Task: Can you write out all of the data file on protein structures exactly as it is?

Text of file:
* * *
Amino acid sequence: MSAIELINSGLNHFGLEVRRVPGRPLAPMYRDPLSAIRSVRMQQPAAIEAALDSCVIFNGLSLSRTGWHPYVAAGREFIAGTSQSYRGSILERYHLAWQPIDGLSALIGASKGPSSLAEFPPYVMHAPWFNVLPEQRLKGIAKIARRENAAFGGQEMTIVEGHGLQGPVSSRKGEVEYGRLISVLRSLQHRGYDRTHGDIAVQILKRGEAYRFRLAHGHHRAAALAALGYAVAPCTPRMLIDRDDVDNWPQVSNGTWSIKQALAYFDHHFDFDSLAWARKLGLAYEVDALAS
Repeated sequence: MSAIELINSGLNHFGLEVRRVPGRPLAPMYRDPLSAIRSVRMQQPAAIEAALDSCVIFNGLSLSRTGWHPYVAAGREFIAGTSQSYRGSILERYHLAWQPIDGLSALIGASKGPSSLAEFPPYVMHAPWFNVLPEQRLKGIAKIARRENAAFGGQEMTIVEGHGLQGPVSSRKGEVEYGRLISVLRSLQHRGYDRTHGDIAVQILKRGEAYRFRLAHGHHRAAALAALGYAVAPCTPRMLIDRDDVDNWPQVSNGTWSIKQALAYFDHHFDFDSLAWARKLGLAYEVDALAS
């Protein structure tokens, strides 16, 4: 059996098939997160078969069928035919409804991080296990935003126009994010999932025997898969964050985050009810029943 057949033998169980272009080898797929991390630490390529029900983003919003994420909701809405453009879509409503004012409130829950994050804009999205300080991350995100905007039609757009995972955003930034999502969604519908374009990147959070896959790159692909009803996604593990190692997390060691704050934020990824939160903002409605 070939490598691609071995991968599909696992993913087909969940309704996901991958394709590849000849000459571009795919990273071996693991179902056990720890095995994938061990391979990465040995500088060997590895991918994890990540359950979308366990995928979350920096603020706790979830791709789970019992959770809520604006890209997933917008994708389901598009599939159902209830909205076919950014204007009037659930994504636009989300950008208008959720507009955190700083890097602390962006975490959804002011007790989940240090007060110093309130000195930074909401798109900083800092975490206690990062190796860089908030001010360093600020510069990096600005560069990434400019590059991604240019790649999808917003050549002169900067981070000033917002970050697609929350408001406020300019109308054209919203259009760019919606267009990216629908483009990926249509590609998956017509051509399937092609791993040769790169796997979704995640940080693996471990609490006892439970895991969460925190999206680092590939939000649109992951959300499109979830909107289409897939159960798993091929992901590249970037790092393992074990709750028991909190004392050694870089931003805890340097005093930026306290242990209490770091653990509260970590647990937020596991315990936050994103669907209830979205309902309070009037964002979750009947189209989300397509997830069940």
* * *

Amino acid sequence: MSAIELINSGLNHFGLEVRRVPGRPLAPMYRDPLSAIRSVRMQQPAAIEAALDSCVIFNGLSLSRTGWHPYVAAGREFIAGTSQSYRGSILERYHLAWQPIDGLSALIGASKGPSSLAEFPPYVMHAPWFNVLPEQRLKGIAKIARRENAAFGGQEMTIVEGHGLQGPVSSRKGEVEYGRLISVLRSLQHRGYDRTHGDIAVQILKRGEAYRFRLAHGHHRAAALAALGYAVAPCTPRMLIDRDDVDNWPQVSNGTWSIKQALAYFDHHFDFDSLAWARKLGLAYEVDALAS
Repeated sequence: MSAIELINSGLNHFGLEVRRVPGRPLAPMYRDPLSAIRSVRMQQPAAIEAALDSCVIFNGLSLSRTGWHPYVAAGREFIAGTSQSYRGSILERYHLAWQPIDGLSALIGASKGPSSLAEFPPYVMHAPWFNVLPEQRLKGIAKIARRENAAFGGQEMTIVEGHGLQGPVSSRKGEVEYGRLISVLRSLQHRGYDRTHGDIAVQILKRGEAYRFRLAHGHHRAAALAALGYAVAPCTPRMLIDRDDVDNWPQVSNGTWSIKQALAYFDHHFDFDSLAWARKLGLAYEVDALAS
């Protein structure tokens, strides 16, 4: 059996098939997160078969069928035919409804991080296990935003126009994010999932025997898969964050985050009810029943 057949033998169980272009080898797929991390630490390529029900983003919003994420909701809405453009879509409503004012409130829950994050804009999205300080991350995100905007039609757009995972955003930034999502969604519908374009990147959070896959790159692909009803996604593990190692997390060691704050934020990824939160903002409605 070939490598691609071995991968599909696992993913087909969940309704996901991958394709590849000849000459571009795919990273071996693991179902056990720890095995994938061990391979990465040995500088060997590895991918994890990540359950979308366990995928979350920096603020706790979830791709789970019992959770809520604006890209997933917008994708389901598009599939159902209830909205076919950014204007009037659930994504636009989300950008208008959720507009955190700083890097602390962006975490959804002011007790989940240090007060110093309130000195930074909401798109900083800092975490206690990062190796860089908030001010360093600020510069990096600005560069990434400019590059991604240019790649999808917003050549002169900067981070000033917002970050697609929350408001406020300019109308054209919203259009760019919606267009990216629908483009990926249509590609998956017509051509399937092609791993040769790169796997979704995640940080693996471990609490006892439970895991969460925190999206680092590939939000649109992951959300499109979830909107289409897939159960798993091929992901590249970037790092393992074990709750028991909190004392050694870089931003805890340097005093930026306290242990209490770091653990509260970590647990937020596991315990936050994103669907209830979205309902309070009037964002979750009947189209989300397509997830069940």